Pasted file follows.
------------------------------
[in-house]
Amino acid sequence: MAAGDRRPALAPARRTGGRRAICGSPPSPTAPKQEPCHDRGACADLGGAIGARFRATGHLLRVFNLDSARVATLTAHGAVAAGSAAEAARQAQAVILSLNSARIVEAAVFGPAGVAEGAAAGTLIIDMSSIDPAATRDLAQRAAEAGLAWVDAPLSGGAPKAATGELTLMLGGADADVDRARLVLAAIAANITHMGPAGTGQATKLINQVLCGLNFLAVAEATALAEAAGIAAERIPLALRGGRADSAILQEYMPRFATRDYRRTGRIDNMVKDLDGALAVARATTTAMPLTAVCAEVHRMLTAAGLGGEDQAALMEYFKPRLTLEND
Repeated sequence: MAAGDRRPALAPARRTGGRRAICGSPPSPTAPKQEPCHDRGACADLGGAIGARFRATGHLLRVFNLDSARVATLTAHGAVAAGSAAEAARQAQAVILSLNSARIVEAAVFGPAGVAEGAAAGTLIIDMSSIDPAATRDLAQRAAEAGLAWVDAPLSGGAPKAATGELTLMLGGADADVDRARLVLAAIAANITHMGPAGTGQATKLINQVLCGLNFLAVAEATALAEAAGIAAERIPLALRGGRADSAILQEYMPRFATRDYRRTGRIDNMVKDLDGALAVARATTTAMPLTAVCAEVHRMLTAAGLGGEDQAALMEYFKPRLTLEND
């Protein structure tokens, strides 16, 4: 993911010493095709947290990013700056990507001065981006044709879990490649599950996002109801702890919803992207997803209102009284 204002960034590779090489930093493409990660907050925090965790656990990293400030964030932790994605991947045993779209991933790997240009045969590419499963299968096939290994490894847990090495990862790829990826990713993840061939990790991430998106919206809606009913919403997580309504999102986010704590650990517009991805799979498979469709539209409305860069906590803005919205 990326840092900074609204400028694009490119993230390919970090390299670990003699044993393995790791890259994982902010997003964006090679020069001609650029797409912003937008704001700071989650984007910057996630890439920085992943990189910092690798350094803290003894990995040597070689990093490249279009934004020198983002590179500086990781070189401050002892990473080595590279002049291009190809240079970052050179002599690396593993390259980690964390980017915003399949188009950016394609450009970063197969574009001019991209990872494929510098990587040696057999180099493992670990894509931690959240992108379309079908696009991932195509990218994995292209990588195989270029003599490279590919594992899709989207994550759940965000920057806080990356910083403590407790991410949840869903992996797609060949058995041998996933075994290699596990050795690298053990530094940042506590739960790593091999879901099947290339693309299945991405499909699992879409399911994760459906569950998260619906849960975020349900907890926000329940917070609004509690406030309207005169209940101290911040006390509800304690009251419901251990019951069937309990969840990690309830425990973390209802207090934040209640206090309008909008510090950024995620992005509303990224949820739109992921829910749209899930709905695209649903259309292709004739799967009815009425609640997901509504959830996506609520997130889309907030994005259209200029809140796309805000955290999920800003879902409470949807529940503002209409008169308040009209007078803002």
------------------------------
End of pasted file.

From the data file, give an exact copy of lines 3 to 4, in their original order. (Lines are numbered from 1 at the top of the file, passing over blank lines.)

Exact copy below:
Repeated sequence: MAAGDRRPALAPARRTGGRRAICGSPPSPTAPKQEPCHDRGACADLGGAIGARFRATGHLLRVFNLDSARVATLTAHGAVAAGSAAEAARQAQAVILSLNSARIVEAAVFGPAGVAEGAAAGTLIIDMSSIDPAATRDLAQRAAEAGLAWVDAPLSGGAPKAATGELTLMLGGADADVDRARLVLAAIAANITHMGPAGTGQATKLINQVLCGLNFLAVAEATALAEAAGIAAERIPLALRGGRADSAILQEYMPRFATRDYRRTGRIDNMVKDLDGALAVARATTTAMPLTAVCAEVHRMLTAAGLGGEDQAALMEYFKPRLTLEND
């Protein structure tokens, strides 16, 4: 993911010493095709947290990013700056990507001065981006044709879990490649599950996002109801702890919803992207997803209102009284 204002960034590779090489930093493409990660907050925090965790656990990293400030964030932790994605991947045993779209991933790997240009045969590419499963299968096939290994490894847990090495990862790829990826990713993840061939990790991430998106919206809606009913919403997580309504999102986010704590650990517009991805799979498979469709539209409305860069906590803005919205 990326840092900074609204400028694009490119993230390919970090390299670990003699044993393995790791890259994982902010997003964006090679020069001609650029797409912003937008704001700071989650984007910057996630890439920085992943990189910092690798350094803290003894990995040597070689990093490249279009934004020198983002590179500086990781070189401050002892990473080595590279002049291009190809240079970052050179002599690396593993390259980690964390980017915003399949188009950016394609450009970063197969574009001019991209990872494929510098990587040696057999180099493992670990894509931690959240992108379309079908696009991932195509990218994995292209990588195989270029003599490279590919594992899709989207994550759940965000920057806080990356910083403590407790991410949840869903992996797609060949058995041998996933075994290699596990050795690298053990530094940042506590739960790593091999879901099947290339693309299945991405499909699992879409399911994760459906569950998260619906849960975020349900907890926000329940917070609004509690406030309207005169209940101290911040006390509800304690009251419901251990019951069937309990969840990690309830425990973390209802207090934040209640206090309008909008510090950024995620992005509303990224949820739109992921829910749209899930709905695209649903259309292709004739799967009815009425609640997901509504959830996506609520997130889309907030994005259209200029809140796309805000955290999920800003879902409470949807529940503002209409008169308040009209007078803002």